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Windows 7: Free Windows Text Editor that transposes last 2 characters typed on Co


23 Jul 2010   #1

Windows 7 32 bit
 
 
Free Windows Text Editor that transposes last 2 characters typed on Co

I'm looking for a free Windows Text editor, other than XEmacs, that will transpose the last 2 characters typed when I press Control-t. I don't want to swap characters on either side of the cursor. It should be like this:

I try to type the work "this" and get a typo and end up with "thsi" with the cursor or caret to the right of the 'i' so I hit Control-t and then I have "this" with the caret to the right of the 's' ready to keep on typing.

For me this is my most frequent typo. But I find very few Windows editors have that transpose function. Seems like it should be standard like deleting a line of text.

Anyone know of any?

edit: I guess the ones that have the feature will swap the 2 characters as I've described if they are last on the line.. which is fine. The idea is when you realize you transposed the last 2 characters, hit Control-t and keep on typing. Seems like an obvious feature to me.

My System SpecsSystem Spec
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23 Jul 2010   #2

Windows 7 Home Premium (64-bit) *** Windows XP SP3 (32-bit), OSX 10.6
 
 

I can understand the feature being automated, but I've never heard of it being an assignable action, nor do I see the efficiency gain in typing Ctrl+t instead of just pressing Backspace x 3 and starting over...

Walker
Windows Outreach Team
My System SpecsSystem Spec
25 Jul 2010   #3

Windows 7 32 bit
 
 

Quote   Quote: Originally Posted by WalkerA WinTeam View Post
I can understand the feature being automated, but I've never heard of it being an assignable action, nor do I see the efficiency gain in typing Ctrl+t instead of just pressing Backspace x 3 and starting over...

Walker
Windows Outreach Team
Enough people find it efficient to put it in Emacs and several other editors(including MS Visual Studio IDE programmer's editor. It takes too long for the IDE to load to use it as a general editor but the ^t comes in handy when coding.) You just don't see it much on Windows editors. At least not the free ones. Backspace twice then type the 2 characters is 4 keystrokes as opposed to ^t? I guess you don't touch type much.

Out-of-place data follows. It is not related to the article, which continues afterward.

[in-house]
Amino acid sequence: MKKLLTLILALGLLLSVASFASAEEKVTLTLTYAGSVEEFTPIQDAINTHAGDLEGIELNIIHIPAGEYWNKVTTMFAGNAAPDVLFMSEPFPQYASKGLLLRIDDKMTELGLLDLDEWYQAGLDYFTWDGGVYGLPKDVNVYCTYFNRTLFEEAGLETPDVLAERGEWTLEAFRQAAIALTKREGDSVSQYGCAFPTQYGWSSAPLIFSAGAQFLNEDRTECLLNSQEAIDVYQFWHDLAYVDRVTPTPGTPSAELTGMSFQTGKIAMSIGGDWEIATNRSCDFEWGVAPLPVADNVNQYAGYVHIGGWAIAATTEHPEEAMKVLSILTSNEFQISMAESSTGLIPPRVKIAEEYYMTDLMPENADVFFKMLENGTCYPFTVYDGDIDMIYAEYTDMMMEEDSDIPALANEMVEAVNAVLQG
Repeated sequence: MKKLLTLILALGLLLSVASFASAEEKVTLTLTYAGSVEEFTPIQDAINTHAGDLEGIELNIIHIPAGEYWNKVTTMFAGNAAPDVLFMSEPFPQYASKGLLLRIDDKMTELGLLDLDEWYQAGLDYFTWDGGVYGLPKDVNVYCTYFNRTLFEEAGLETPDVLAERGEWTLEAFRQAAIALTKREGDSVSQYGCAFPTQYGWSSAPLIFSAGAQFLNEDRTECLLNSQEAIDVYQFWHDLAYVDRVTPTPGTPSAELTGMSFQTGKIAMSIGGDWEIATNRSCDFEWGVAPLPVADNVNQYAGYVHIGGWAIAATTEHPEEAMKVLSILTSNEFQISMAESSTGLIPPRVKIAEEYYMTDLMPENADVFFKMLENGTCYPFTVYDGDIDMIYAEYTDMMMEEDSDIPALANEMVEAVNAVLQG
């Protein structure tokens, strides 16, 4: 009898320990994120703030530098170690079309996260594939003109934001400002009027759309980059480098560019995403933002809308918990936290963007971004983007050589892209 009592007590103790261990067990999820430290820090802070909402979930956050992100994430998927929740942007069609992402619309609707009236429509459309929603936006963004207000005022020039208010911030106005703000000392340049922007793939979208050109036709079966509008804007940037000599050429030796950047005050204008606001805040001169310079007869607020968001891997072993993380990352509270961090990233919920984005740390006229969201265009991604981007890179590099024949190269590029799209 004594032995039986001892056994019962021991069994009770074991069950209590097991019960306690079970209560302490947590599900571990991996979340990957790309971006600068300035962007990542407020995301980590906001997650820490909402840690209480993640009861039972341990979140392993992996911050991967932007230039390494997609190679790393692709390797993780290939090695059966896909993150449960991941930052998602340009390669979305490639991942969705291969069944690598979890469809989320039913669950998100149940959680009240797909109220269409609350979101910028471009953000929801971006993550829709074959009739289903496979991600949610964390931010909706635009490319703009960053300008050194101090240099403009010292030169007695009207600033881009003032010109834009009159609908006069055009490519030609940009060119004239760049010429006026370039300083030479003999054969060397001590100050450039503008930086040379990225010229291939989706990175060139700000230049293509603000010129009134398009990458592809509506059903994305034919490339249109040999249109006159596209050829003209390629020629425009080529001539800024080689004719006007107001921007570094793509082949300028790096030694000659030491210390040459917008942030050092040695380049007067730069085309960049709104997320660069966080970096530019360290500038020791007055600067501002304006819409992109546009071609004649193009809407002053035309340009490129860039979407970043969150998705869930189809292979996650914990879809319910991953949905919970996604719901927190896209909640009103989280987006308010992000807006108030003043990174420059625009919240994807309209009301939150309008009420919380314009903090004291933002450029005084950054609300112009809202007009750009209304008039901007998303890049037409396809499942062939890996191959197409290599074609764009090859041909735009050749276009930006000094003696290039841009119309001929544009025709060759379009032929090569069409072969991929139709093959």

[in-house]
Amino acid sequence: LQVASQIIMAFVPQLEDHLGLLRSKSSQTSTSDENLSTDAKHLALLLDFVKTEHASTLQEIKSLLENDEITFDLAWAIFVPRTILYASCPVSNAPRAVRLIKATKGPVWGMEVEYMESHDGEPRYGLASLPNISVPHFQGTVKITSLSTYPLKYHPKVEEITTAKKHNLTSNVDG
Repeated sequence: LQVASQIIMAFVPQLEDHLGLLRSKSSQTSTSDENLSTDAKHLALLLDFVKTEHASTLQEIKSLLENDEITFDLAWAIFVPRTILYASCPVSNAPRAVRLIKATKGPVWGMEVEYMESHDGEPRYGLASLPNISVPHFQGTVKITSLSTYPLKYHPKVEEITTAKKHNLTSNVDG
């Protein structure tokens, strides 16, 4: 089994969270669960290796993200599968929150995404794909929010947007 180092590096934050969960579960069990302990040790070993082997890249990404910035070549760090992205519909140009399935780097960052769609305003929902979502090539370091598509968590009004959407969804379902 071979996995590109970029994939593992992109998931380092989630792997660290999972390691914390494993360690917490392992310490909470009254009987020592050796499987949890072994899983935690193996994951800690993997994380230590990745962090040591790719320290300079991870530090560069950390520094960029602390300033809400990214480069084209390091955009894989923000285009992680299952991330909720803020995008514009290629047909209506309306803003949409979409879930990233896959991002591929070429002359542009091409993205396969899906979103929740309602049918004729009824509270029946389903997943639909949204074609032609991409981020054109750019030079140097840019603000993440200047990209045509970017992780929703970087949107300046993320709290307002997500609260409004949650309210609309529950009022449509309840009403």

An AutoHotKey expert on donationcoder site provided me with a hack. It does reverse the last 2 characters typed on ^t but it's a one shot. Also doesn't work when the caret is between 2 characters as most editors do that have that feature. I get by with it for now. But I'd still like to find a general text editor for Windows that natively supports it, that's not Emacs. Just too much learning curve. I won't use it often enough to stop thinking about the key combos. Just feels too much like being on Linux when using Emacs.
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26 Jul 2010   #4

Windows 7 Home Premium (64-bit) *** Windows XP SP3 (32-bit), OSX 10.6
 
 

The keystroke math makes sense, but doesn't take into account frequency of errors. You actually stated my main issue:
Quote   Quote: Originally Posted by MilesAhead View Post
I won't use it often enough to stop thinking about the key combos
I probably shouldn't have said anything. I type plenty, but it sounds like you're a programmer which I'm sure requires more precision and efficiency than the average typist. If we're equally accurate but you type faster and longer, it stands to reason you'll have more errors-per-unit-time than me. I can see why a tool like this would be helpful.

Cheers,

Walker
Windows Outreach Team
My System SpecsSystem Spec
26 Jul 2010   #5

Windows 7 32 bit
 
 

The "I won't use it" comment was about Emacs. I did Linux for awhile. Did several versions of Slackware and other distros.. custom kernels, modules, a little programming etc.. but the thing that really made it feel alien was the editors. I was so used to Windows type editors. The only time I could forget about the editing totally was when I used kylix since it was exactly the same as on Windows. But the ^t feature is one of the good things common on Linux. I don't know why it's not adopted more on Windows.

Plus when you get those web sites where the wise ass swaps the characters you type, it's a lot easier to swap them back with ^t!!

edit: btw vi type editor are very powerful but I tried them on Linux just enough where I was starting to get that jumping between edit and command mode, and I could see I had to stop or I'd lose my mind and go spastic typing 80 wpm as I lapsed into a coma. Too dangerous.
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 Free Windows Text Editor that transposes last 2 characters typed on Co




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